In an attempt to strengthen online bullying consequences and clarify actionable offenses of those who perpetrate online crimes, a Thursday morning vote saw Maryland Senators unanimously pass Senate Bill 103 (also known as Grace’s Law 2.0).
Sponsored by Senate Judicial Proceedings Committee Chairman Bobby Zirkin (District 11 – Baltimore County), the legislation boasts broad bipartisan co-sponsorship including Senators Carter (District 41 – Baltimore City), Cassilly (District 34 – Harford County), Elfreth (District 30 – Anne Arundel County), Hester (District 9 – Howard and Carroll Counties), Hough (District 5 – Frederick and Carroll Counties), Lee (District 16 – Montgomery County), Ready (District 5 – Carroll County), Smith (District 20 – Montgomery County), Waldstreicher (District 18 – Montgomery County), Washington (District 43 – Baltimore City), and West (District 43 – Baltimore County).
Introduced last year, very similar legislation passed the Senate but stalled in the House Judiciary Committee prior to the conclusion of the 2018 legislative session. Modified now to address the issues raised by opponents, Chairman Zirkin believes that the legislation is now “narrowly tailored” to achieve its intended consequences.
Drafted as a result of the tragic suicide of repeated online bullying victim, fifteen-year-old Howard County resident, Grace McComas the legislation would extend and expand current protections established back in 2013.
In a 2018 interview with the Capital News Service, Christine McComas (mother of Grace McComas) stated: “The proliferation of cyber equipment and applications continues to quickly morph and change.” She followed: “Children need additional protections from those who would use it for harm.”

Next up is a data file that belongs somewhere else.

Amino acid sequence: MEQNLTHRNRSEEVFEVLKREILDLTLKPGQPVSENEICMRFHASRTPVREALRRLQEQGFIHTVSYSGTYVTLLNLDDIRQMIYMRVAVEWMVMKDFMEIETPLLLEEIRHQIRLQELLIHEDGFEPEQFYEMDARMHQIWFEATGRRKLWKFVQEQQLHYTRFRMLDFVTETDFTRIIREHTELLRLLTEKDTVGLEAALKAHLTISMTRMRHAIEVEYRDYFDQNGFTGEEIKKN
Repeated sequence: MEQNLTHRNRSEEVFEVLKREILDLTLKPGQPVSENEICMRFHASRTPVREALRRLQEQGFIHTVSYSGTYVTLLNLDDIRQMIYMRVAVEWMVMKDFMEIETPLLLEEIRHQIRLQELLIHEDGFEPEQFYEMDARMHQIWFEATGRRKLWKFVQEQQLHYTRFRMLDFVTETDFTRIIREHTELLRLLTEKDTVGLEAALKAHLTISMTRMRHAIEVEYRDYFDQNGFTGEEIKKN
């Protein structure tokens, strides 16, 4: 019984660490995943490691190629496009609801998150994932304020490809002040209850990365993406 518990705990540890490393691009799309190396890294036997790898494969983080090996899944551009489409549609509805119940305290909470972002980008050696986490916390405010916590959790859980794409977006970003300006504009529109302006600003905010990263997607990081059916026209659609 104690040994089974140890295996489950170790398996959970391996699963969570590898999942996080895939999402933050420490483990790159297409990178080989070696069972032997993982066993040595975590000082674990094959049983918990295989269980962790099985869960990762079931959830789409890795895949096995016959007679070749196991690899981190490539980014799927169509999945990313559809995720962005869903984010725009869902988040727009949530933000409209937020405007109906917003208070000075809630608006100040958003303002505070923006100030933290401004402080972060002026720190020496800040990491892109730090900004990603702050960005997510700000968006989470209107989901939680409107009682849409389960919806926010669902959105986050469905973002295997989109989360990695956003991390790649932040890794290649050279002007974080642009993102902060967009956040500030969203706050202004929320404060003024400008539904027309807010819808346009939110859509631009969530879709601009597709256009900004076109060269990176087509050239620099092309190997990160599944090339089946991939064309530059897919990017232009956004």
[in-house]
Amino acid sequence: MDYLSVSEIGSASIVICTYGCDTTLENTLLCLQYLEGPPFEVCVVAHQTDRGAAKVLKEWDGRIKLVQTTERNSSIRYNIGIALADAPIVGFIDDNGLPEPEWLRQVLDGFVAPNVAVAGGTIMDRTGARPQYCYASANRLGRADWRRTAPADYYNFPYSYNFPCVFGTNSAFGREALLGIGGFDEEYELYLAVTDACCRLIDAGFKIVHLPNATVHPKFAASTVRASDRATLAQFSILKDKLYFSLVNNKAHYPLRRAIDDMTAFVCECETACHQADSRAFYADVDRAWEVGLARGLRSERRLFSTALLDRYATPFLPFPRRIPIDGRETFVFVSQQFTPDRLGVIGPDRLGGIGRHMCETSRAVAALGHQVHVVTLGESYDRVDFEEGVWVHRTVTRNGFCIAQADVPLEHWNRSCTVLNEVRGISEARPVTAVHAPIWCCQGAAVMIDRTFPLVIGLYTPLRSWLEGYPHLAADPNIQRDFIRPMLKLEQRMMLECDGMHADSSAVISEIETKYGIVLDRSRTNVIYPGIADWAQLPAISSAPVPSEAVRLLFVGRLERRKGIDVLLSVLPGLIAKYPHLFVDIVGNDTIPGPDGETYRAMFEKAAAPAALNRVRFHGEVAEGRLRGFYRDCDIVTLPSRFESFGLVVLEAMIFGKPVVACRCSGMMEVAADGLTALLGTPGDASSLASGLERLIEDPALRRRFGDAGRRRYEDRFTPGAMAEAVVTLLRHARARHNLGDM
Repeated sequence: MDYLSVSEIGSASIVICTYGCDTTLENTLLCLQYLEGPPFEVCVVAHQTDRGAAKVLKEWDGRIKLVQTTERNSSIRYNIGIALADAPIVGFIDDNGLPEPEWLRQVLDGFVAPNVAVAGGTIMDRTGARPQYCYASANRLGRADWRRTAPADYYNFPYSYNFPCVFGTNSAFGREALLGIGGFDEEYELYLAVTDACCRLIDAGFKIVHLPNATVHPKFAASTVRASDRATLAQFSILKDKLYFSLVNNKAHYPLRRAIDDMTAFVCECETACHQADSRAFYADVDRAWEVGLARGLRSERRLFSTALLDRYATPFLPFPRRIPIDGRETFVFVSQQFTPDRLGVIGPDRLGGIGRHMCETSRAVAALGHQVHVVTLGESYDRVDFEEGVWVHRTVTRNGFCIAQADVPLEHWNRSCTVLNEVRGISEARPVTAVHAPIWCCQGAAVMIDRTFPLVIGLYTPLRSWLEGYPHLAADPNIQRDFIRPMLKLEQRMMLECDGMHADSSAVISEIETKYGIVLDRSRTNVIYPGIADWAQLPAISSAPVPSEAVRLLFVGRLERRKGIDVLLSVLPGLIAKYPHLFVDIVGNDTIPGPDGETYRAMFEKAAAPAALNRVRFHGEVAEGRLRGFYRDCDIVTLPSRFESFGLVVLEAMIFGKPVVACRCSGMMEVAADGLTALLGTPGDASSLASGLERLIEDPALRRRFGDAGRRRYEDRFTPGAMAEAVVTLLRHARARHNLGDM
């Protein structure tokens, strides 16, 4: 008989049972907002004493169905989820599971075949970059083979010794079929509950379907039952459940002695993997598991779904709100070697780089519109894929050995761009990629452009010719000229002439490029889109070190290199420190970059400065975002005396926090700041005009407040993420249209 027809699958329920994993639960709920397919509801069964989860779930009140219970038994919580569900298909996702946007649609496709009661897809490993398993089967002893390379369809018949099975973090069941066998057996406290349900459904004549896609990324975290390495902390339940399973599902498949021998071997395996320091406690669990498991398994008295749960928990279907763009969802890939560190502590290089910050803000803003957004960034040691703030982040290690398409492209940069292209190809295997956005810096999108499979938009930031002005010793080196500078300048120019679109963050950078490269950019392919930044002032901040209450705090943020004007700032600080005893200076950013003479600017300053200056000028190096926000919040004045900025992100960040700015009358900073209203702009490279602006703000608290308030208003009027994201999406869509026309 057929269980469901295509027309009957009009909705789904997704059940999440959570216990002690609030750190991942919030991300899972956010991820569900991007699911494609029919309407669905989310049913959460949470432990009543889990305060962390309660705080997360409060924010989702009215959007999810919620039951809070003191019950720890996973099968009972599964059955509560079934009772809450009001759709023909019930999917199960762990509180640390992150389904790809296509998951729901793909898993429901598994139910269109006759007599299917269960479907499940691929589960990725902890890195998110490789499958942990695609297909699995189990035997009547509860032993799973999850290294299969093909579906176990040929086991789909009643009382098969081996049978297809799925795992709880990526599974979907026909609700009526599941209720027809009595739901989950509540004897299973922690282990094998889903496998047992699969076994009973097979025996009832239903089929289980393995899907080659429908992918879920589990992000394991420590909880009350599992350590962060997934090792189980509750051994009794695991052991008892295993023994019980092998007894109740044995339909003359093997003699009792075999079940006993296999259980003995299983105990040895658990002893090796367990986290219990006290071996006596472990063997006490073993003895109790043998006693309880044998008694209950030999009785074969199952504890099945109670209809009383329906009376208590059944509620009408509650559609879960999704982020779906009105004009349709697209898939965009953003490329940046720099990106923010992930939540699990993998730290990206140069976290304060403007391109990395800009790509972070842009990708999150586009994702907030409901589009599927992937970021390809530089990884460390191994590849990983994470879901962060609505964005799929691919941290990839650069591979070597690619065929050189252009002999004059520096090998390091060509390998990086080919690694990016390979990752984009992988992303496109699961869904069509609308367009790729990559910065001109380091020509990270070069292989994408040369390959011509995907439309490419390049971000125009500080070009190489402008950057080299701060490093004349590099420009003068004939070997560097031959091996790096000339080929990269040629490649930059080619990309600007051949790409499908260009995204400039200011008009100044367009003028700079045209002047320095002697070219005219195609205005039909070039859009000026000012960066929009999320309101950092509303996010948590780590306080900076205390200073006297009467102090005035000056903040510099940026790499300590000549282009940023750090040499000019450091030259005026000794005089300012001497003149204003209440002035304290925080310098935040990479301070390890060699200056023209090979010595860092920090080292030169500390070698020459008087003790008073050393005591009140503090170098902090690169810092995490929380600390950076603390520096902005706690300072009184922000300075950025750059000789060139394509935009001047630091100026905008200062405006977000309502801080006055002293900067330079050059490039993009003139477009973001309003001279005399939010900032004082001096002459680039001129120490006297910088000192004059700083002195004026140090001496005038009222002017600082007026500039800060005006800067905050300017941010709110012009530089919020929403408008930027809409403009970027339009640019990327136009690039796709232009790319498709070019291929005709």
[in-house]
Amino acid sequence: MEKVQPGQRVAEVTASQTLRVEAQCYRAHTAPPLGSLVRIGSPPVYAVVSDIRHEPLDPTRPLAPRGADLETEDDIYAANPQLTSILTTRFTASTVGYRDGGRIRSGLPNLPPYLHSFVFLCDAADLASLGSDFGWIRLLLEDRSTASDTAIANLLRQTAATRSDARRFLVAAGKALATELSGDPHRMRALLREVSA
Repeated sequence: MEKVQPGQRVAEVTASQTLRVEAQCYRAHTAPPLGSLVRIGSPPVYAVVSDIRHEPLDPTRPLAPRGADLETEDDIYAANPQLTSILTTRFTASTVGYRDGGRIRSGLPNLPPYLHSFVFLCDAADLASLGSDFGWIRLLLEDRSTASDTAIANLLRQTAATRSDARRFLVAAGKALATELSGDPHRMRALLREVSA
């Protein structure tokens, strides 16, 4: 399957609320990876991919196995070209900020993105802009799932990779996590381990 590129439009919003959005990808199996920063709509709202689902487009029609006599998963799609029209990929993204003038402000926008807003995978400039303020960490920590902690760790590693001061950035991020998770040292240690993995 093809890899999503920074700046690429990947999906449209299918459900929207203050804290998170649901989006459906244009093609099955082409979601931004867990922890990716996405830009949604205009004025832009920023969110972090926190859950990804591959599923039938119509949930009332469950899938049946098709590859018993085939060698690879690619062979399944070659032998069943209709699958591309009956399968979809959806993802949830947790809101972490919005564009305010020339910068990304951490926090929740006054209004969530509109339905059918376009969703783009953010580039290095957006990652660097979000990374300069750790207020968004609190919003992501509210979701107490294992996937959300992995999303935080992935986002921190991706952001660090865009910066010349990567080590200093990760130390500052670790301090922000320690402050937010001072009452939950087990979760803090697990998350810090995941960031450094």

“There are limits to the First Amendment’s unbridled free speech and this is one of them,” said Zirkin. We have an obligation to protect these (young) folks.”
State law currently allows for those who induce a minor to commit suicide through an interactive computer service to be charged with a misdemeanor offense punishable by just a one year prison sentence and/or a $500 fine.
This legislation better clarifies both the crime of online bullying as well as its consequences. The bill would now allow for those who commit online bullying acts (that induce death and/or trauma) to be sentenced to up to 10 years in prison and fined up to $10,000. This increases current penalties which were limited to just a maximum of one year prison sentence and/or a $500 fine.
Upon Senate passage, Senate Bill 103 now moves to the House of Delegates for consideration. The legislation is cross-filed with House Bill 181 sponsored by, the original House Sponsor of the initial 2013 Grace’s Law legislation, Delegate Jon Cardin (District 11 – Baltimore County). House Bill 181 is scheduled for a hearing in the House Judiciary Committee later today.